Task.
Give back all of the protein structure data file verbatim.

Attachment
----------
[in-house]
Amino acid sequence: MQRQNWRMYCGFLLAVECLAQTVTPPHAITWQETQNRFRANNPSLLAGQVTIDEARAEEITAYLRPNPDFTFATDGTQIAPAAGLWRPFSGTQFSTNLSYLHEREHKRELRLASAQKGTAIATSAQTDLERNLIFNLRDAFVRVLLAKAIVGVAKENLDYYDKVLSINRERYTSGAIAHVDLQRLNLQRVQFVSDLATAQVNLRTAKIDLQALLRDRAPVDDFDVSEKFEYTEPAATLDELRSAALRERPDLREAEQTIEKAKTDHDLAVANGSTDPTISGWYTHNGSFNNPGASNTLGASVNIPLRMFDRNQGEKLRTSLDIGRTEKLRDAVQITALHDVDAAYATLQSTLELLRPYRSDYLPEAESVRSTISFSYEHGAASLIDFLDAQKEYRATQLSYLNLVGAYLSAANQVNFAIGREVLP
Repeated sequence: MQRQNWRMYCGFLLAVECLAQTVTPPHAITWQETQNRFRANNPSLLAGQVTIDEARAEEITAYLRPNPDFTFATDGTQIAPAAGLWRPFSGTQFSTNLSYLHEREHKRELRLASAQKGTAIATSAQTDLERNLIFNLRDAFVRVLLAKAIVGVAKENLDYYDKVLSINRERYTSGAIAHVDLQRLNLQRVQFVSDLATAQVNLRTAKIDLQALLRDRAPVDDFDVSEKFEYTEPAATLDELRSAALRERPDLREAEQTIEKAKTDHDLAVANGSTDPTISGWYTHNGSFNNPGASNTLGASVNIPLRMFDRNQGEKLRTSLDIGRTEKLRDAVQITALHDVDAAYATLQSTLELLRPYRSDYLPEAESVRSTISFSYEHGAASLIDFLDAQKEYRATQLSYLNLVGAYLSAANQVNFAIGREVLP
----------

[in-house]
Amino acid sequence: MQRQNWRMYCGFLLAVECLAQTVTPPHAITWQETQNRFRANNPSLLAGQVTIDEARAEEITAYLRPNPDFTFATDGTQIAPAAGLWRPFSGTQFSTNLSYLHEREHKRELRLASAQKGTAIATSAQTDLERNLIFNLRDAFVRVLLAKAIVGVAKENLDYYDKVLSINRERYTSGAIAHVDLQRLNLQRVQFVSDLATAQVNLRTAKIDLQALLRDRAPVDDFDVSEKFEYTEPAATLDELRSAALRERPDLREAEQTIEKAKTDHDLAVANGSTDPTISGWYTHNGSFNNPGASNTLGASVNIPLRMFDRNQGEKLRTSLDIGRTEKLRDAVQITALHDVDAAYATLQSTLELLRPYRSDYLPEAESVRSTISFSYEHGAASLIDFLDAQKEYRATQLSYLNLVGAYLSAANQVNFAIGREVLP
Repeated sequence: MQRQNWRMYCGFLLAVECLAQTVTPPHAITWQETQNRFRANNPSLLAGQVTIDEARAEEITAYLRPNPDFTFATDGTQIAPAAGLWRPFSGTQFSTNLSYLHEREHKRELRLASAQKGTAIATSAQTDLERNLIFNLRDAFVRVLLAKAIVGVAKENLDYYDKVLSINRERYTSGAIAHVDLQRLNLQRVQFVSDLATAQVNLRTAKIDLQALLRDRAPVDDFDVSEKFEYTEPAATLDELRSAALRERPDLREAEQTIEKAKTDHDLAVANGSTDPTISGWYTHNGSFNNPGASNTLGASVNIPLRMFDRNQGEKLRTSLDIGRTEKLRDAVQITALHDVDAAYATLQSTLELLRPYRSDYLPEAESVRSTISFSYEHGAASLIDFLDAQKEYRATQLSYLNLVGAYLSAANQVNFAIGREVLP